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Two studs in my wall are 24" apart, but the mirror I'd like to hang has hooks that are 32" apart.

I'm reluctant to use a hanging wire and shift the mirror a little to the left or to the right, simply because I do not have the confidence to knot the hanging wire around the hooks and be certain that it will not unravel after n months under the weight of a 50-lb mirror.

So the next idea I'm pursuing is to use 3/4" plywood, 32" wide and 3 to 4" high.

I would use 2.5" screws to attach the plywood to the wall where the studs are located (24") and I would use two bolts that are 32" apart on the plywood to hang the mirror on the plywood.

My question is: What kind of bolt should I use? Although 3/4" (maple) plywood should be plenty strong to carry 50lbs, I'm doubtful about using screws that would be in just the 3/4", and I'd much rather not rely on the wall (or else I'll go with butterflies and be done with it). And so I suspect that a bolt (inserted from the back, rather than a screw, inserted from the front) of the plywood and that gets a second head on the front side will do the trick. Would this work? What is the name for this sort of bolt?

Update

The nice thing about writing something down (to ask, for example) is that it makes one see obvious flaws in one's argument. After writing this question, I think that 3/4" plywood would just snap under the bending from the bolt. What I would need is a bolt that has an L-shape on one side, and two bolts going into the plywood. Experts, please help!

  • You're seriously over-engineering this. Get some heavy gauge hanging wire (homedepot.com/p/… is rated for 165lbs) and beefy hanging hooks, and hang it like a (slightly heavier) picture frame. Or just screw through the mirror frame into studs. – Shimon Rura Mar 9 '16 at 19:14
  • @ShimonRura Thanks for the pointer. You're suggesting a wire with a full cross-section (I'm sure there is an exact term), but isn't a braided wire (such as homedepot.com/p/OOK-Framers-Hanging-Wire-50174/202341137) superior for applications that need tension? – Calaf Mar 9 '16 at 19:21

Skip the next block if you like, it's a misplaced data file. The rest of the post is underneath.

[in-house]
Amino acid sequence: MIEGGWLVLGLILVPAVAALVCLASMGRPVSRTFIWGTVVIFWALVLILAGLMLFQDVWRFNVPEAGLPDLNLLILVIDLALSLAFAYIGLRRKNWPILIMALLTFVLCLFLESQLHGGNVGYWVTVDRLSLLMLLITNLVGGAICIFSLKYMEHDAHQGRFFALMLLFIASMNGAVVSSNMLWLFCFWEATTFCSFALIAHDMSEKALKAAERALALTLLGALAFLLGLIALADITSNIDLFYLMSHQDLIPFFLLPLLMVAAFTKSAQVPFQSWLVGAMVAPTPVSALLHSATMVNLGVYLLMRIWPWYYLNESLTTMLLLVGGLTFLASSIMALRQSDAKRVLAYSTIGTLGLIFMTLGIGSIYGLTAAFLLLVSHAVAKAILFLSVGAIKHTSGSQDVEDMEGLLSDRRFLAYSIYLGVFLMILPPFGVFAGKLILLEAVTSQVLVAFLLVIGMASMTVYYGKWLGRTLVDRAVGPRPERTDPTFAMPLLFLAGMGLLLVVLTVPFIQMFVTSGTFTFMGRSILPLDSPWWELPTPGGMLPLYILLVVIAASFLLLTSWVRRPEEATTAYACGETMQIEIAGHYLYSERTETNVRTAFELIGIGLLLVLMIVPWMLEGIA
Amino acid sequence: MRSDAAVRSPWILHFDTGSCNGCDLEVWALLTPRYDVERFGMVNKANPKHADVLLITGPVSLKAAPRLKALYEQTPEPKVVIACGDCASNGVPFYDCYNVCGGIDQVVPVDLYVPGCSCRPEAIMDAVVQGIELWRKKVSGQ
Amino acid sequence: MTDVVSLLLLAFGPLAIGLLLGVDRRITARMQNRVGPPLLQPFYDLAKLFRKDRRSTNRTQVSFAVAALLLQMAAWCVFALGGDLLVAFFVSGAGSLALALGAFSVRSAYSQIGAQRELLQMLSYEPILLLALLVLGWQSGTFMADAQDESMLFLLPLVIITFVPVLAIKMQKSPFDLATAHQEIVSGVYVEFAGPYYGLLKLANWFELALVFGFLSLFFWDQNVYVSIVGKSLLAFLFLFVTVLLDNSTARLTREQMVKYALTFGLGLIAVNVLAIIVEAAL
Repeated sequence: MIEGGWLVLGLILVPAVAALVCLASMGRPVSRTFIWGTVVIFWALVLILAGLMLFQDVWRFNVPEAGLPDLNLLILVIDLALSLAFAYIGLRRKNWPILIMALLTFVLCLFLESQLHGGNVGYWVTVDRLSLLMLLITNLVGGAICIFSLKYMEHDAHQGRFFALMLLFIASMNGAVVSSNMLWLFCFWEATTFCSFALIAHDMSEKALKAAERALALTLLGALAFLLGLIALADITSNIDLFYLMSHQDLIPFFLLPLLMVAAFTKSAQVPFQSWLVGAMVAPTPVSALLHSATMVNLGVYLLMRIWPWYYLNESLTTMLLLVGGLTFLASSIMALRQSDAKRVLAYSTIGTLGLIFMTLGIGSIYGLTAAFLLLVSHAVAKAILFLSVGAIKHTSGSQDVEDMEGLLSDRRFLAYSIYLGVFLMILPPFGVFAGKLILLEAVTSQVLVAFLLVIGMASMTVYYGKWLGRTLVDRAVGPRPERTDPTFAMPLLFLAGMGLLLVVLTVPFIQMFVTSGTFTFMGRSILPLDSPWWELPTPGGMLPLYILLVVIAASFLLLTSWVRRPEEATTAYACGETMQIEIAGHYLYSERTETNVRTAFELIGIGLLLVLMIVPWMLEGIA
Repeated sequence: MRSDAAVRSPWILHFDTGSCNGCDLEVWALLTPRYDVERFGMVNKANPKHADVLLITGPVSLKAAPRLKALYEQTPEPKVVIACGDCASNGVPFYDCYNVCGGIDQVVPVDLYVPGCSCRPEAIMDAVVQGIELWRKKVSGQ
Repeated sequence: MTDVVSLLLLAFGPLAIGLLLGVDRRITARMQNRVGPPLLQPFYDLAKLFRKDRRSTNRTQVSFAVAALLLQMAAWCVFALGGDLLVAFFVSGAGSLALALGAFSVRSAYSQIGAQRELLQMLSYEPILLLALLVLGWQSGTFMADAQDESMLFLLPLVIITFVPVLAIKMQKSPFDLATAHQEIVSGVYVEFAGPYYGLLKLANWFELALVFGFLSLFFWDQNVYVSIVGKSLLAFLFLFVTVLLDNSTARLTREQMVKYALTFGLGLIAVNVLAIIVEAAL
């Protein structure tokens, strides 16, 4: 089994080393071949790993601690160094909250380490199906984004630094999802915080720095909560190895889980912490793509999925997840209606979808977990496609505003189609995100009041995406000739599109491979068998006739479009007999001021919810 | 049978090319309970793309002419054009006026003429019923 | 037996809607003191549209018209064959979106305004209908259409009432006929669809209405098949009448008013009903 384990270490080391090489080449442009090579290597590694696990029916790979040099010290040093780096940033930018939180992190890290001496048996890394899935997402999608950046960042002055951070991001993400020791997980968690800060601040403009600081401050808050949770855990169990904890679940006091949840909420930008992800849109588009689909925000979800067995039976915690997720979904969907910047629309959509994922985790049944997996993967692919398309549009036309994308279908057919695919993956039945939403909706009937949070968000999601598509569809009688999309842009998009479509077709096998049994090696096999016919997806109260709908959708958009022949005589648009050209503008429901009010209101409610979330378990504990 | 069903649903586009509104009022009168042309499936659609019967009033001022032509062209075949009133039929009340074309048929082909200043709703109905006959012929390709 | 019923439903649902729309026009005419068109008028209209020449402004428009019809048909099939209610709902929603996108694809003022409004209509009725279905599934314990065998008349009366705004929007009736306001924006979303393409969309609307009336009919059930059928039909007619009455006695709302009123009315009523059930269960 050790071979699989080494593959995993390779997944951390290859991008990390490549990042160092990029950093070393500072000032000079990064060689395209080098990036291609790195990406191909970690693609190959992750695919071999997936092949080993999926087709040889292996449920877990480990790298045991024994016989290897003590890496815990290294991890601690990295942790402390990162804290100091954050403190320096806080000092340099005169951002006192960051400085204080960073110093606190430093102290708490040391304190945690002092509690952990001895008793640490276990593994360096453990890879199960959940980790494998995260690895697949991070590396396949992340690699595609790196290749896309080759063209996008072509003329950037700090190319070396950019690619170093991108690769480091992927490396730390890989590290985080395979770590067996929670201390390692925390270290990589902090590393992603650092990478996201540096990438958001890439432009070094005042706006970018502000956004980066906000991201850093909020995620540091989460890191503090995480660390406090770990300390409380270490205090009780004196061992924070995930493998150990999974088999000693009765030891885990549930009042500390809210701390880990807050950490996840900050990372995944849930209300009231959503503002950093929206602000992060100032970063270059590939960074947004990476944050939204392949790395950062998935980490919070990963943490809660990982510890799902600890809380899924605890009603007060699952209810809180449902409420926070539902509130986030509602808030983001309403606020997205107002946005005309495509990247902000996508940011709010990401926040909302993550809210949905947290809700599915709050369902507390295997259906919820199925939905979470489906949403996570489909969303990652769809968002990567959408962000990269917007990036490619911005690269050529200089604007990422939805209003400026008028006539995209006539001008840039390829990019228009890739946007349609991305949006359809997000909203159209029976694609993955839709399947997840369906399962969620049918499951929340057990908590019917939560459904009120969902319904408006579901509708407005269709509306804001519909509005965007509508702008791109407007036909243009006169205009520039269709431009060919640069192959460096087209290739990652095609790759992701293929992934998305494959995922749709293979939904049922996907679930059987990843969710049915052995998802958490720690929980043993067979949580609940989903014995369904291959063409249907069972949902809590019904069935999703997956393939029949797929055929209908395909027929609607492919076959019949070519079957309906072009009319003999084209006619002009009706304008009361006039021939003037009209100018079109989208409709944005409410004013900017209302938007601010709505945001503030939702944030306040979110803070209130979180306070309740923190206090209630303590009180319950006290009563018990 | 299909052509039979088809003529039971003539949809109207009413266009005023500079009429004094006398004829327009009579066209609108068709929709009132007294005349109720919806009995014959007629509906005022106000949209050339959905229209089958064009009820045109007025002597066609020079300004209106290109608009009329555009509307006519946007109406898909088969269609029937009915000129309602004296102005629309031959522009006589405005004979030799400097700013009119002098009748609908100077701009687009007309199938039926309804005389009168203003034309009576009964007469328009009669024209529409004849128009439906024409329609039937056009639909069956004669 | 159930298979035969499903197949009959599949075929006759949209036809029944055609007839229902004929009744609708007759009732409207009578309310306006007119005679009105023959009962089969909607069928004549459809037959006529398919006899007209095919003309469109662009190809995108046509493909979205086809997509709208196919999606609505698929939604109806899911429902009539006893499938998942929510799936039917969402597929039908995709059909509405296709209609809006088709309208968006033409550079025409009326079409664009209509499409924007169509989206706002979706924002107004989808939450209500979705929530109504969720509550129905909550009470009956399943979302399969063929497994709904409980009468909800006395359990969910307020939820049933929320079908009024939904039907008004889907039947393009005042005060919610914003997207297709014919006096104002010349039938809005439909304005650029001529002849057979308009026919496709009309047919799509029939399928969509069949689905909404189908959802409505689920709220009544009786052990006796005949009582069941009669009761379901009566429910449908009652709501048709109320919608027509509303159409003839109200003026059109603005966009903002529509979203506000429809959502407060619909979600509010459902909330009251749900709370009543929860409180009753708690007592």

• I would focus on the rated weight -- the example you linked says "Supports up to 50 lb" which is too close if your mirror really weighs 50 lb. I'd rely on the manufacturers to tell you what their hooks and wires can tolerate, as there are numerous factors that affect tensile strength. And I'm not the right kind of engineer to evaluate all of them, but I can read a number on a box. – Shimon Rura Mar 9 '16 at 19:35
  • Also, the terms are solid vs. stranded wire (at least that is what electricians use). – Shimon Rura Mar 9 '16 at 19:36
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I would just use these with some ⅛" steel cable.

If you tighten them down good they will hold much more than 50 lbs. Cable Clamps

Good luck with your project!

  • It look like this would do it. I've seen these contraptions at my local Home Depot and had no clue what they are for. For those who have also not seen them before, here is a picture that clarifies how to use them: ronstanindustrial.com/wire-rope-clips-product-description – Calaf Mar 9 '16 at 20:27
  • Yeah actually if you could find the ones in your picture that are flatter they may work better behind a mirror. A picture framing shop might put something together for you fairly cheap and make this all a moot point. – ArchonOSX Mar 9 '16 at 20:32
  • Hmm.. weird, so the so-called thimble is sold with wire rope clips, but not with wire rope clamps. Would I be going overboard if I used a thimble with wire rope clamps? – Calaf Mar 9 '16 at 20:40
  • Well since ⅛" steel cable could probably hold 500 lbs then what's a little more overboard? 😉 – ArchonOSX Mar 9 '16 at 20:43
  • 500lb? Really? Well, a factor of 20x safety margin ought to let me close my eyes without worrying that something (and worst of all, a mirror!) would come crashing down in the middle of the night. :^) – Calaf Mar 9 '16 at 20:52

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